The Climate Change Book the GOP Needs to Read
Back in March, I argued in The Daily Beast that Republican politicians were finally coming around on climate change.
At that time, at least some in the GOP had pivoted from a position of outright denial toward one that at least accepted that the world was warming, even if most stopped short of acknowledging that humans were to blame. As evidence, I pointed to a transformation in talking points—from calling global warming a hoax or a fraud to the ubiquitous “I’m not a scientist” cop-out—and a resolution signed by almost every Republican senator in January acknowledging the reality of warming. Some Republicans, including Rand Paul, even signed a separate resolution stating human activity contributed to climate change. While I saw this as a positive trend, a potential step toward a bipartisan deal to address greenhouse gas emissions, I cautioned that any progress could be obliterated during primary season. After all, how would this position survive the pandering to the far right that comes with the Republican primaries?
During November’s debate, we got our answer. Maria Bartiromo of the Fox Business Network pressed Paul on the resolution. She noted that he was one of only 15 Republicans to agree that humans played a role in warming. Was it possible, Bartiromo asked, to continue America’s booming energy production while simultaneously pursuing a meaningful climate change program?
Paul said that as president he would repeal regulations on energy companies. (Yes, that’s really how he began.) He continued: “While I think man ha—” and then stopped. “While I think man may,” he corrected, “have a role in our climate, I know nature does.” Paul then observed that the Earth is 4.5 billion years old and has seen hotter and colder periods. What was needed now, he insisted, was to “free up the energy sector, let ’em drill, let ’em explore.” While none of the candidates denied the Earth was warming, none seemed to think it was much to worry about, either.
Joseph Romm presents a significantly more dire situation in his new book, Climate Change: What Everyone Needs to Know.
A physicist and former acting assistant secretary in Clinton’s Energy Department, Romm runs the blog ClimateProgress.org, and is the author of several books on energy and climate. His new book is essentially a reference guide in which he poses common questions—“How do scientists know that recent climate change is primarily caused by human activity?” “How does climate change affect droughts?” “What will the impacts of sea level rise be?”—and answers them concisely and conversationally. While he is mostly successful avoiding wonkiness, he cites such a huge number of studies that it’s almost unimaginable that anyone could walk away unconvinced of the matter’s urgency.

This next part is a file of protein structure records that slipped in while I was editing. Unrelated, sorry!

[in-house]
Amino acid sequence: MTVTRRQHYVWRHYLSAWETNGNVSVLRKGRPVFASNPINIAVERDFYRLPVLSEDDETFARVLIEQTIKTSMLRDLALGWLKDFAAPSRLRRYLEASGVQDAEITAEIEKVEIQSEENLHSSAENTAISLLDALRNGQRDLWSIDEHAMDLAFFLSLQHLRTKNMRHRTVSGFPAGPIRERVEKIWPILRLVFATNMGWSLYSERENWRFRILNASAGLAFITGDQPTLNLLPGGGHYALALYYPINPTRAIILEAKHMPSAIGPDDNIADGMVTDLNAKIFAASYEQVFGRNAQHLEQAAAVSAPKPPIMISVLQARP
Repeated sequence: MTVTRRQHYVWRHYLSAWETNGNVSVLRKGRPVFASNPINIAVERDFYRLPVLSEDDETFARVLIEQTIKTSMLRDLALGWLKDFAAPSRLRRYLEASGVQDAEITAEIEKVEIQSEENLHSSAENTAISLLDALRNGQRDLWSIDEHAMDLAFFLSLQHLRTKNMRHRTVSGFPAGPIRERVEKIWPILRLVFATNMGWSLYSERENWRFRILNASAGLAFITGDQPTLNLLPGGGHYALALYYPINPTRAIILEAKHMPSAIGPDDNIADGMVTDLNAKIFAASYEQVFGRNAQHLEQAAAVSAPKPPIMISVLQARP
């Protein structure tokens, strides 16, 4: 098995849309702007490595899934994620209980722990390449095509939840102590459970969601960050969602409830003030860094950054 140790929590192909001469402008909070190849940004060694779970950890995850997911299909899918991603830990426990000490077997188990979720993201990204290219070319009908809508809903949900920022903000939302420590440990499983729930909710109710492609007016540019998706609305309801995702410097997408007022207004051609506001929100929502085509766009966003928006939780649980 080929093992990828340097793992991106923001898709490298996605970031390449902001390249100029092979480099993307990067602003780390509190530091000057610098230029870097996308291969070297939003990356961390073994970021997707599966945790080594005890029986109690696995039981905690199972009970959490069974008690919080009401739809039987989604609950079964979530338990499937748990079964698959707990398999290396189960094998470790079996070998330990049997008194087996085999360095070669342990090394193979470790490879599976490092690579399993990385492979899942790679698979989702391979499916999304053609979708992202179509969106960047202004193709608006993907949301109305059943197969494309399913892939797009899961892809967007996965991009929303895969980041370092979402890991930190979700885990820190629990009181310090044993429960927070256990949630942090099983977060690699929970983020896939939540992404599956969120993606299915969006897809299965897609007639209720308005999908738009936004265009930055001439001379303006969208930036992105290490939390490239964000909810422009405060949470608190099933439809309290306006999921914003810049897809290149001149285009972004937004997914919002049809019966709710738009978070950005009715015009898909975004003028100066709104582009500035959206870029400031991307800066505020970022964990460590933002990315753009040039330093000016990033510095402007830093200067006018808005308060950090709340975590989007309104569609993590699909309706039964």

The problem, of course, is that those who most need to read Romm’s book, won’t. As I write, in fact, a video is circulating showing New Jersey Gov. Chris Christie saying it’s his “feeling” that climate change is not a crisis—irrespective of what scientists think. And he’s one of the more progressive Republicans on the issue.
The reluctance of the American right to take action against climate change in the face of such overwhelming evidence over so many years will be questioned frequently by historians. The data hasn’t always been as voluminous as it is now, of course, but it’s existed for decades. Romm cites studies from as far back as the mid-’70s warning of the dangers of carbon emissions and global warming. ExxonMobil, as we learned recently, became aware of the hazards of carbon emissions in 1977, yet they funded climate denial until just a few years ago. Charles and David Koch, of Koch Industries, meanwhile, continue to spread misinformation, and they have pledged almost $1 billion to influence the 2016 presidential contest.